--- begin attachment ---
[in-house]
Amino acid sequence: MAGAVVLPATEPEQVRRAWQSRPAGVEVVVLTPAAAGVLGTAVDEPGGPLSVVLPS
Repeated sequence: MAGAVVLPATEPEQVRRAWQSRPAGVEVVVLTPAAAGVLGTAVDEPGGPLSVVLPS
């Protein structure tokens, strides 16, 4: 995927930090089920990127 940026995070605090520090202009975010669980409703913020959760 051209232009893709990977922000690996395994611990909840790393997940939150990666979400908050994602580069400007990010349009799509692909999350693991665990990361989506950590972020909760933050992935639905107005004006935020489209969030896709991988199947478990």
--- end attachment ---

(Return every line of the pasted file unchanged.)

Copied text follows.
[in-house]
Amino acid sequence: MAGAVVLPATEPEQVRRAWQSRPAGVEVVVLTPAAAGVLGTAVDEPGGPLSVVLPS
Repeated sequence: MAGAVVLPATEPEQVRRAWQSRPAGVEVVVLTPAAAGVLGTAVDEPGGPLSVVLPS
């Protein structure tokens, strides 16, 4: 995927930090089920990127 940026995070605090520090202009975010669980409703913020959760 051209232009893709990977922000690996395994611990909840790393997940939150990666979400908050994602580069400007990010349009799509692909999350693991665990990361989506950590972020909760933050992935639905107005004006935020489209969030896709991988199947478990």